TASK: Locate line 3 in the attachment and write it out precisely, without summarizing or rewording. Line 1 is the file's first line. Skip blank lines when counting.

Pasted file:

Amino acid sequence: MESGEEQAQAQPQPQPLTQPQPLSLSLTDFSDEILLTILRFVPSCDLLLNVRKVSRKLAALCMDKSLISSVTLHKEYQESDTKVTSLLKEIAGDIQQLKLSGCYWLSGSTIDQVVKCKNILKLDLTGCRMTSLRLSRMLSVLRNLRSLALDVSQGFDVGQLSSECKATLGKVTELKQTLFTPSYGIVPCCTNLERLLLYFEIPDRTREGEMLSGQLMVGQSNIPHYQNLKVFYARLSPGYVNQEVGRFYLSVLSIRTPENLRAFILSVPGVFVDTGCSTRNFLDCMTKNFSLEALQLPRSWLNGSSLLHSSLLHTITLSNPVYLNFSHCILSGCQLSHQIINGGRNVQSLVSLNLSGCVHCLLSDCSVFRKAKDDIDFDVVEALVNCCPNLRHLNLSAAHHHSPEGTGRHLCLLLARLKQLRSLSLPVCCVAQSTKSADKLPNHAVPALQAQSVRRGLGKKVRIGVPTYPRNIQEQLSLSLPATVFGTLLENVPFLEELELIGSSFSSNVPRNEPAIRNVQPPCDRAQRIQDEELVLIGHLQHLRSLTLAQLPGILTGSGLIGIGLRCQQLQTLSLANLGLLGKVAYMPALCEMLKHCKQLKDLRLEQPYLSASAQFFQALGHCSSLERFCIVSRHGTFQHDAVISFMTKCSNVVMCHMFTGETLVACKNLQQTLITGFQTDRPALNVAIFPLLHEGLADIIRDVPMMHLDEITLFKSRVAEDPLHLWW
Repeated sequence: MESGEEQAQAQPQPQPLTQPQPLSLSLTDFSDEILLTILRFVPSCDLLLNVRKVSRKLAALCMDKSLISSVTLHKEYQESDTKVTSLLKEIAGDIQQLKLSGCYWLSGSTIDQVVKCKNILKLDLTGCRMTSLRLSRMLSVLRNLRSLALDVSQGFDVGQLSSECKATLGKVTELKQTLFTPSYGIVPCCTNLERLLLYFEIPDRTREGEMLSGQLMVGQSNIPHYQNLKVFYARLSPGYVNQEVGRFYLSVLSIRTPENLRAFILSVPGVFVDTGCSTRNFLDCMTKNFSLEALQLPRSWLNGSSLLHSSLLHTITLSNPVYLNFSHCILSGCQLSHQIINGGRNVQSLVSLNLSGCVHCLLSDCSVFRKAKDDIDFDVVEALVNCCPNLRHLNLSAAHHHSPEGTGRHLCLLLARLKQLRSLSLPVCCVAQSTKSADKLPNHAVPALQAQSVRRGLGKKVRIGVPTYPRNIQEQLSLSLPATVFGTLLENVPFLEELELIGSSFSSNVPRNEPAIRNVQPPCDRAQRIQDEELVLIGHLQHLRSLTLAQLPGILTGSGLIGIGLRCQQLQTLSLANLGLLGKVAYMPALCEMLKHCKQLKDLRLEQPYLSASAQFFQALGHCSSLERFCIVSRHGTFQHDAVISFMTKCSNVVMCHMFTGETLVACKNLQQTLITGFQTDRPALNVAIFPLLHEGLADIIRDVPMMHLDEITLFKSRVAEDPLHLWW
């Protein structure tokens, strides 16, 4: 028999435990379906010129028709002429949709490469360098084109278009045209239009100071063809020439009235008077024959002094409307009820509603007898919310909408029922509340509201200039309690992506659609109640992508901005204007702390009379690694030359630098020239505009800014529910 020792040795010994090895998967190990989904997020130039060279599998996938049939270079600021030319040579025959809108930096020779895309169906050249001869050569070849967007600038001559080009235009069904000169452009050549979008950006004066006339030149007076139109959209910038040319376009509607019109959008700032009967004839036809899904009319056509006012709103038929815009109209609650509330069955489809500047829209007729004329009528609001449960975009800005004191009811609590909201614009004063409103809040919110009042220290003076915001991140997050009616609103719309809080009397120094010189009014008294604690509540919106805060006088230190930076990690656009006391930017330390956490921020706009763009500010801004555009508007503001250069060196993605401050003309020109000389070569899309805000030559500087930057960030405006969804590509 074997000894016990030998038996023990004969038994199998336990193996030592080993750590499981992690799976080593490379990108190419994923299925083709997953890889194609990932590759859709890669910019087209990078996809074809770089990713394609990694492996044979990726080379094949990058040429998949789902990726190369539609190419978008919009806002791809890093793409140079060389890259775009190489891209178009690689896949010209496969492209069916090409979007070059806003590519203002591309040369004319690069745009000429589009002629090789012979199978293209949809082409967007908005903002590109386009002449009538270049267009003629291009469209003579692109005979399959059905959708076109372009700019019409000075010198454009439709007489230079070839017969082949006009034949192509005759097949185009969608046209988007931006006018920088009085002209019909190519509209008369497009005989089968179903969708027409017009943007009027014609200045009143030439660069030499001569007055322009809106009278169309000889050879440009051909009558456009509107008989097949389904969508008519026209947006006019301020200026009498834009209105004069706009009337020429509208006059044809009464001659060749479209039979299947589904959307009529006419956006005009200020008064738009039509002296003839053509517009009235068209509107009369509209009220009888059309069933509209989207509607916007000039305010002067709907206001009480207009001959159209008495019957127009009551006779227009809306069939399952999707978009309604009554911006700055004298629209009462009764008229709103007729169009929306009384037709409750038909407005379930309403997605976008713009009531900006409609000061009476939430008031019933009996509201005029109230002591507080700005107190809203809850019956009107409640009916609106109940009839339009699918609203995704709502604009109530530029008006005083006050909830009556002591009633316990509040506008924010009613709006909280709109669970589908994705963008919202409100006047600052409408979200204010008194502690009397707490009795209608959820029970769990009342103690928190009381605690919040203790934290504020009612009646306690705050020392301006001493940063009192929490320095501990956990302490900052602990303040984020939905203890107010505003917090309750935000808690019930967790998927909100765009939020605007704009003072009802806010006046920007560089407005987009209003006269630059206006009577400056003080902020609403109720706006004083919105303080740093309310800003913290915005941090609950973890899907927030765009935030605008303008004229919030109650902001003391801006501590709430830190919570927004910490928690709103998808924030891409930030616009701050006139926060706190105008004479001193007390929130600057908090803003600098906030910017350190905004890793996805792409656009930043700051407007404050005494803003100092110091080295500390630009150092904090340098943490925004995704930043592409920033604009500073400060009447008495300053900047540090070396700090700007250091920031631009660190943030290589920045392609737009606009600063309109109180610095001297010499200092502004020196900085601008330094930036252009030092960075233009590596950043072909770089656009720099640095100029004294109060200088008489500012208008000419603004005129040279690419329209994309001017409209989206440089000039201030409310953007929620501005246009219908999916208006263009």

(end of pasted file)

């Protein structure tokens, strides 16, 4: 028999435990379906010129028709002429949709490469360098084109278009045209239009100071063809020439009235008077024959002094409307009820509603007898919310909408029922509340509201200039309690992506659609109640992508901005204007702390009379690694030359630098020239505009800014529910 020792040795010994090895998967190990989904997020130039060279599998996938049939270079600021030319040579025959809108930096020779895309169906050249001869050569070849967007600038001559080009235009069904000169452009050549979008950006004066006339030149007076139109959209910038040319376009509607019109959008700032009967004839036809899904009319056509006012709103038929815009109209609650509330069955489809500047829209007729004329009528609001449960975009800005004191009811609590909201614009004063409103809040919110009042220290003076915001991140997050009616609103719309809080009397120094010189009014008294604690509540919106805060006088230190930076990690656009006391930017330390956490921020706009763009500010801004555009508007503001250069060196993605401050003309020109000389070569899309805000030559500087930057960030405006969804590509 074997000894016990030998038996023990004969038994199998336990193996030592080993750590499981992690799976080593490379990108190419994923299925083709997953890889194609990932590759859709890669910019087209990078996809074809770089990713394609990694492996044979990726080379094949990058040429998949789902990726190369539609190419978008919009806002791809890093793409140079060389890259775009190489891209178009690689896949010209496969492209069916090409979007070059806003590519203002591309040369004319690069745009000429589009002629090789012979199978293209949809082409967007908005903002590109386009002449009538270049267009003629291009469209003579692109005979399959059905959708076109372009700019019409000075010198454009439709007489230079070839017969082949006009034949192509005759097949185009969608046209988007931006006018920088009085002209019909190519509209008369497009005989089968179903969708027409017009943007009027014609200045009143030439660069030499001569007055322009809106009278169309000889050879440009051909009558456009509107008989097949389904969508008519026209947006006019301020200026009498834009209105004069706009009337020429509208006059044809009464001659060749479209039979299947589904959307009529006419956006005009200020008064738009039509002296003839053509517009009235068209509107009369509209009220009888059309069933509209989207509607916007000039305010002067709907206001009480207009001959159209008495019957127009009551006779227009809306069939399952999707978009309604009554911006700055004298629209009462009764008229709103007729169009929306009384037709409750038909407005379930309403997605976008713009009531900006409609000061009476939430008031019933009996509201005029109230002591507080700005107190809203809850019956009107409640009916609106109940009839339009699918609203995704709502604009109530530029008006005083006050909830009556002591009633316990509040506008924010009613709006909280709109669970589908994705963008919202409100006047600052409408979200204010008194502690009397707490009795209608959820029970769990009342103690928190009381605690919040203790934290504020009612009646306690705050020392301006001493940063009192929490320095501990956990302490900052602990303040984020939905203890107010505003917090309750935000808690019930967790998927909100765009939020605007704009003072009802806010006046920007560089407005987009209003006269630059206006009577400056003080902020609403109720706006004083919105303080740093309310800003913290915005941090609950973890899907927030765009935030605008303008004229919030109650902001003391801006501590709430830190919570927004910490928690709103998808924030891409930030616009701050006139926060706190105008004479001193007390929130600057908090803003600098906030910017350190905004890793996805792409656009930043700051407007404050005494803003100092110091080295500390630009150092904090340098943490925004995704930043592409920033604009500073400060009447008495300053900047540090070396700090700007250091920031631009660190943030290589920045392609737009606009600063309109109180610095001297010499200092502004020196900085601008330094930036252009030092960075233009590596950043072909770089656009720099640095100029004294109060200088008489500012208008000419603004005129040279690419329209994309001017409209989206440089000039201030409310953007929620501005246009219908999916208006263009």